Director Steven Spielberg delivers and adaptation of Ernest Cline’s sci-fi novel, Ready Player One. Is the film a game-changer or just a re-hash of movies you’ve already seen?
It’s 2045 and life on Earth is hard. The only way to escape is to go into the virtual reality world of the OASIS. The OASIS was created by James Halliday (Mark Rylance), who upon his death, offered a challenge to all those who used the OASIS. If any user can find an “Easter Egg” in a game Halliday created within the OASIS, that person would become the sole owner of the OASIS and enjoy all the spoils that would entail. Enter Charlie Bucket…I mean, Wade Watts (Tye Sheridan), a teenager living in a Columbus, OH slum called The Stacks—because it is, essentially, a bunch of motor homes stacked up on one another. Wade is a Gunter—a player hunting for Halliday’s Egg—and has made friends in the OASIS where he goes by the name Parzival. His friends include Aech (Lena Waithe), Daito (Win Morisaki), and Sho (Philip Zao). While attempting to complete Halliday’s first challenge, Wade meets Art3mis (Olivia Cooke), a skilled and famous Gunter. Wade is instantly smitten with her, even though, as Aech points out, she could literally be anyone. Along with all the eager players, the corporation IOI is also seeking the egg. Led by their ruthless CEO, Sorrento (Ben Mendelsohn), IOI forces debt-laden users to work for them in the OASIS until they’ve paid off their debt, which, of course, they never will. For Wade and his friends, the quest for the egg soon becomes a fight against IOI and its power in the real world.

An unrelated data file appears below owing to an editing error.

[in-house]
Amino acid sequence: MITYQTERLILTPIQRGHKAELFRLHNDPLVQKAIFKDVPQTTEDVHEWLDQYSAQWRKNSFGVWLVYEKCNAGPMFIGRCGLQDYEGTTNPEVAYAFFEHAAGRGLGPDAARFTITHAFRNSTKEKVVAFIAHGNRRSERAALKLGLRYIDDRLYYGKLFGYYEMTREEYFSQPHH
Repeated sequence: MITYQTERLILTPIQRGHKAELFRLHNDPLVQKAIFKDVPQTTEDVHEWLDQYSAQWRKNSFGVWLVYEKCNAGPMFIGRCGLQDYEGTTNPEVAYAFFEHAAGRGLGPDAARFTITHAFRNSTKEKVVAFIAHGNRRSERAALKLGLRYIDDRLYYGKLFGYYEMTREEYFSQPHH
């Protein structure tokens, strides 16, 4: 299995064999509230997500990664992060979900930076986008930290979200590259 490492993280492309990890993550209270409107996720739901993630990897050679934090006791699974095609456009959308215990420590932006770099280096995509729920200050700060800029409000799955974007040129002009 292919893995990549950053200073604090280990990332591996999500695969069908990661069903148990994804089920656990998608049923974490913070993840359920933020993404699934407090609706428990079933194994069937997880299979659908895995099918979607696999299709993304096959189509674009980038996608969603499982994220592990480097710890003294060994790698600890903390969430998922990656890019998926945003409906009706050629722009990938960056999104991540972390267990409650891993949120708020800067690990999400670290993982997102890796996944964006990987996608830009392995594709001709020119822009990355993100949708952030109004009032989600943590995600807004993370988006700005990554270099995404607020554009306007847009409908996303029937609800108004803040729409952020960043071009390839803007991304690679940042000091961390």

In case you missed my not-so-subtle dig in the synopsis, Ready Player One is essentially a digital Willy Wonka and the Chocolate Factory right down to featuring a cover of “Pure Imagination” from Gene Wilder’s 1971 film. Of course, this is exactly how the blurb on Cline’s novel describes it: “Willy Wonka meets The Matrix.” Ah yes, except in The Matrix there are actual consequences for those who perish in the simulation. In Ready Player One, a person “zeroes out,” which means that they lose all their digital possessions and progress. However, that was what confused me a bit about the OASIS itself. Is it a VR Internet or is it a game? The two seem to bleed together, but the fact that there don’t seem to be any real world consequences made the whole thing feel hollow. Many scenes felt akin to watching someone else play a video game, which I found to be boring. So, because I wasn’t completely clear on the details of the OASIS, I was never sure what the rules were in the digital world. This isn’t like The Matrix where everything is lifelike and those in the simulation can’t tell the difference between what’s real and what’s not. It’s important to understand the distinction between whether the OASIS is a VR world or a game, though. While users can definitely play games in the OASIS, they exist and appear as themselves, or at least their personal avatar. So, it is Parzival fighting, not a separate avatar. Does this mean that someone could shoot and “kill” Parzival outside the confines of a game? If so, what are the consequences for the killer? These are the types of questions I had, because I wasn’t clear on what exactly the thing was.